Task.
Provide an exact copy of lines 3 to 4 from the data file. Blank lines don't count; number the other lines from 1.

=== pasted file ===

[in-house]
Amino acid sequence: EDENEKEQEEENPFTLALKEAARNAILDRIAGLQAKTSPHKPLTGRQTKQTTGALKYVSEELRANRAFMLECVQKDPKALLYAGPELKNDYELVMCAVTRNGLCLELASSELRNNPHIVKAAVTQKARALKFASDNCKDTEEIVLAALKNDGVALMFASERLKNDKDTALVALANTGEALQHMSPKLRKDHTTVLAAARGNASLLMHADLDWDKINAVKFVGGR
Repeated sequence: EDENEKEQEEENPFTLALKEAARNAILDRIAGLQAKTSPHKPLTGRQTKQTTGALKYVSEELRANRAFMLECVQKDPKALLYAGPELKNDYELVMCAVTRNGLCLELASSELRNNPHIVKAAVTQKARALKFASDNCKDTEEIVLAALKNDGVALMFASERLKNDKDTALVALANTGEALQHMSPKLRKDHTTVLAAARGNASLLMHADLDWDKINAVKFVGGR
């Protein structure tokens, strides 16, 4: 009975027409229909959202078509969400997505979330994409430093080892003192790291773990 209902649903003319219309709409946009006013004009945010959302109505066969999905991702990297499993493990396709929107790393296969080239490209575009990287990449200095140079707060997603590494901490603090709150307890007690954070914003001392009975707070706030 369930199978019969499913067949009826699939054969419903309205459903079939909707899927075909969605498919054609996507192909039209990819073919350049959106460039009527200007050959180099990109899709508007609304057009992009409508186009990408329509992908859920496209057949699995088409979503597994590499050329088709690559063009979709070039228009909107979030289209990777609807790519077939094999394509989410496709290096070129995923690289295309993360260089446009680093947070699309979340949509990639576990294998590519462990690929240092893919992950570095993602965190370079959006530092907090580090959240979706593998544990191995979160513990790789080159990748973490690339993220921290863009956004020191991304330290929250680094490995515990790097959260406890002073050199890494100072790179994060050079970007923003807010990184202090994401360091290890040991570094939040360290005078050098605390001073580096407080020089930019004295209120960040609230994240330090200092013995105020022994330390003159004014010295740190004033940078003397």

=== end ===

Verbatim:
Repeated sequence: EDENEKEQEEENPFTLALKEAARNAILDRIAGLQAKTSPHKPLTGRQTKQTTGALKYVSEELRANRAFMLECVQKDPKALLYAGPELKNDYELVMCAVTRNGLCLELASSELRNNPHIVKAAVTQKARALKFASDNCKDTEEIVLAALKNDGVALMFASERLKNDKDTALVALANTGEALQHMSPKLRKDHTTVLAAARGNASLLMHADLDWDKINAVKFVGGR
């Protein structure tokens, strides 16, 4: 009975027409229909959202078509969400997505979330994409430093080892003192790291773990 209902649903003319219309709409946009006013004009945010959302109505066969999905991702990297499993493990396709929107790393296969080239490209575009990287990449200095140079707060997603590494901490603090709150307890007690954070914003001392009975707070706030 369930199978019969499913067949009826699939054969419903309205459903079939909707899927075909969605498919054609996507192909039209990819073919350049959106460039009527200007050959180099990109899709508007609304057009992009409508186009990408329509992908859920496209057949699995088409979503597994590499050329088709690559063009979709070039228009909107979030289209990777609807790519077939094999394509989410496709290096070129995923690289295309993360260089446009680093947070699309979340949509990639576990294998590519462990690929240092893919992950570095993602965190370079959006530092907090580090959240979706593998544990191995979160513990790789080159990748973490690339993220921290863009956004020191991304330290929250680094490995515990790097959260406890002073050199890494100072790179994060050079970007923003807010990184202090994401360091290890040991570094939040360290005078050098605390001073580096407080020089930019004295209120960040609230994240330090200092013995105020022994330390003159004014010295740190004033940078003397």